In order to make it HiDPI capable, you must also add another scaled resolution at twice the custom resolution above, so... 2732x1536. Converted to Data hex format:
Code:
<00000aac 00000600 00000001>

With these two entries, it looks like this in the xcode plist editor:
View attachment 93898

You can test this plist now by copying it and rebooting:
Code:
cd ~/Desktop
sudo cp DisplayProductID-1482.plist /System/Library/Displays/Overrides/DisplayVendorID-dae/DisplayProductID-1482

Note that the destination in Displays/Overrides does not have a plist extension.

After that you can restart:
Code:
sudo reboot

You can now access the HiDPI resolution of 1366x768 in SysPrefs->Displays.

Curious things start to happen if you add multiple new HiDPI resolutions. There seems to be some filtering going on in SysPrefs->Displays. Resolutions which are 'close' to each other are filtered out and only one is shown if they are close (eg. 1366x768 either/or 1440x810).

On the Probook (1080p native), if you add 1440x810, it will override the 1366x768, but on the Lenovo u430 (900p native), the 1366x768 seems to override 1440x810:
View attachment 93900

If you run SwitchResX with both installed you'll be able to select either one and activate it even though both are not available in SysPrefs->Displays. SysPrefs->Displays is filtering the resolutions in a way that SwitchResX is not. Note that using SwitchResX to add these resolutions does not work most of the time. You must edit the plist directly.

On my 4540s I was able to add both 1600x900 and 1440x810 (or 1366x768). In that case, the system showed both 1600x900 and the 1440x810 (or 1366x768) but not the 1440x810 and 1366x768 at the same time. Thus why I say the system is filtering resolutions that are close to each other.

Just for clarification, this is what my plist looks like (in text) for both 1366x768 and 1440x810 (Data values are encoded base64):
Code:
<?xml version="1.0" encoding="UTF-8"?>
<!DOCTYPE plist PUBLIC "-//Apple//DTD PLIST 1.0//EN" "http://www.apple.com/DTDs/PropertyList-1.0.dtd">
<plist version="1.0">
<dict>
    <key>DisplayProductName</key>
    <string>Lenovo u430 Display</string>
    <key>DisplayProductID</key>
    <integer>5250</integer>
    <key>DisplayVendorID</key>
    <integer>3502</integer>
    <key>scale-resolutions</key>
    <array>
        <data>AAALQAAABlQ=</data>
        <data>AAAFoAAAAyo=</data>
        <data>AAAKrAAABgA=</data>
        <data>AAAFVgAAAwA=</data>
    </array>
</dict>
</plist>

Adding custom HiDPI resolutions should prove very useful for screens which have very high resolution (retina class) or even moderate resolution on small screens (1080p on 13" or under).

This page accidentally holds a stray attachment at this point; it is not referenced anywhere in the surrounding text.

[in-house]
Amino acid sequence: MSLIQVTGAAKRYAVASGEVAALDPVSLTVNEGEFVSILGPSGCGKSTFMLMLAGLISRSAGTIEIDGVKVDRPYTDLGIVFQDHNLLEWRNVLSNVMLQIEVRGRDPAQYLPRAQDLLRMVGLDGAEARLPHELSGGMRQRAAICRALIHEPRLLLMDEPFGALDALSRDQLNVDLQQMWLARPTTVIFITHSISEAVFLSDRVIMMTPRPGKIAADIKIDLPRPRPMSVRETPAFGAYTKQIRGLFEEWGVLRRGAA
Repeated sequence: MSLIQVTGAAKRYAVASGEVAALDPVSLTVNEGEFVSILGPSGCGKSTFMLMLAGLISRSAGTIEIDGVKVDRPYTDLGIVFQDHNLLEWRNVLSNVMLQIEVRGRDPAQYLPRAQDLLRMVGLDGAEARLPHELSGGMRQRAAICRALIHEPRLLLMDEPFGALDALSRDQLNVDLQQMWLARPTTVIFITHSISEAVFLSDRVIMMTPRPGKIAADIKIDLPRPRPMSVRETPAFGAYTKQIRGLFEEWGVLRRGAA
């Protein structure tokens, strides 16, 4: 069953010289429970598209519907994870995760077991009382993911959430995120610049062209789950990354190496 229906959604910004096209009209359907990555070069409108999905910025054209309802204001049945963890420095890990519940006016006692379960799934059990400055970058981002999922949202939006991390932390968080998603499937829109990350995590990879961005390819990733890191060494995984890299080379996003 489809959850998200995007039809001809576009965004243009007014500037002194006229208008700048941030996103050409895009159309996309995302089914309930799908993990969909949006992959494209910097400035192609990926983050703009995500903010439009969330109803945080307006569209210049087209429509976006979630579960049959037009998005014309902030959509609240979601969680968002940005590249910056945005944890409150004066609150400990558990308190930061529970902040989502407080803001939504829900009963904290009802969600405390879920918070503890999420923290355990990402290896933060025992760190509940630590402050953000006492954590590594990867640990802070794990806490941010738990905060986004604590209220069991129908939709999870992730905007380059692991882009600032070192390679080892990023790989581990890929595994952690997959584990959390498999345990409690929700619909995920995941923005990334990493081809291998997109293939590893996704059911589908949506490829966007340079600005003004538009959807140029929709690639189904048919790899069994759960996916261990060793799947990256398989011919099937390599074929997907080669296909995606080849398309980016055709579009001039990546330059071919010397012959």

You will notice some performance degradation when running a scaled resolution like this. This is because the system is rendering to the high-resolution frame buffer (at twice the size), then scaling down to the native resolution of the display (that part is probably done in hardware).

Automatic tool

I have not tried this tool, but there is a web based program that can generate a display override plist for you.

Refer to the post (#222) in this thread for a link: http://www.tonymacx86.com/threads/adding-using-hidpi-custom-resolutions.133254/page-23#post-1271885

Hey! I went through this guide in macOS Sierra. I have an LG Ultrawide monitor at 2560x1080. I wanted to downscale it to 2048x864, but everything looks blurry even after I followed this guide, and added that resolution and double that (4096x1728) in the plist. It doesn't say 2048x864 HiDPI, it just says that 1280x540 is HiDPI. Any help please?
 
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I used this guide to add custom HiDPI resolutions with no issues. I have a 2560x1440 screen. In 10.11, I was able to switch to 1920x1080 HiDPI, 1600x900 HiDPI, and 1281x720 HiDPI, no problems at all. However, in 10.12, I am only able to use 1281x720 HiDPI. If I use either 1920x1080 or 1600x900, it will switch properly, but the screen will be garbled and unusable upon wake from sleep. Has anyone encountered a similar issue in Sierra?
 
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I used this guide to add custom HiDPI resolutions with no issues. I have a 2560x1440 screen. In 10.11, I was able to switch to 1920x1080 HiDPI, 1600x900 HiDPI, and 1281x720 HiDPI, no problems at all. However, in 10.12, I am only able to use 1281x720 HiDPI. If I use either 1920x1080 or 1600x900, it will switch properly, but the screen will be garbled and unusable upon wake from sleep. Has anyone encountered a similar issue in Sierra?
Sadly this procedure stopped working for me since 10.8.3 :(
 

RehabMan

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Sadly this procedure stopped working for me since 10.8.3 :(

Nonsense.

It still works, but the display override location changed in 10.11+.
I originally wrote this guide when I was running Mavericks.
 
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Nonsense.

It still works, but the display override location changed in 10.11+.
I originally wrote this guide when I was running Mavericks.
Sorry I didn't meant this specific guide. I meant display overrides. I could up until 10.8.3 get 1920*1080 in HiDPI (3840*2160), but after apple updated the nvidia graphics drivers and iokit with more restrictions it didn't work. Up until 10.8.5 I could revert the graphics drivers, but after 10.9 it stopped fully.
I know the new location too.
 

RehabMan

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Sorry I didn't meant this specific guide. I meant display overrides. I could up until 10.8.3 get 1920*1080 in HiDPI (3840*2160), but after apple updated the nvidia graphics drivers and iokit with more restrictions it didn't work. Up until 10.8.5 I could revert the graphics drivers, but after 10.9 it stopped fully.
I know the new location too.

My tests were with Intel graphics, not Nvidia.
This thread is in the laptop forum where Intel integrated graphics are the graphics device that is commonly used.
Desktop questions here are off-topic.
 

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I could not add the 1600x900 HiDPI resolution no matter how many times I tried...
My native resolution is 1920x1080, and I already have the 1600x900 resolution option, but I would like to use HiDPI.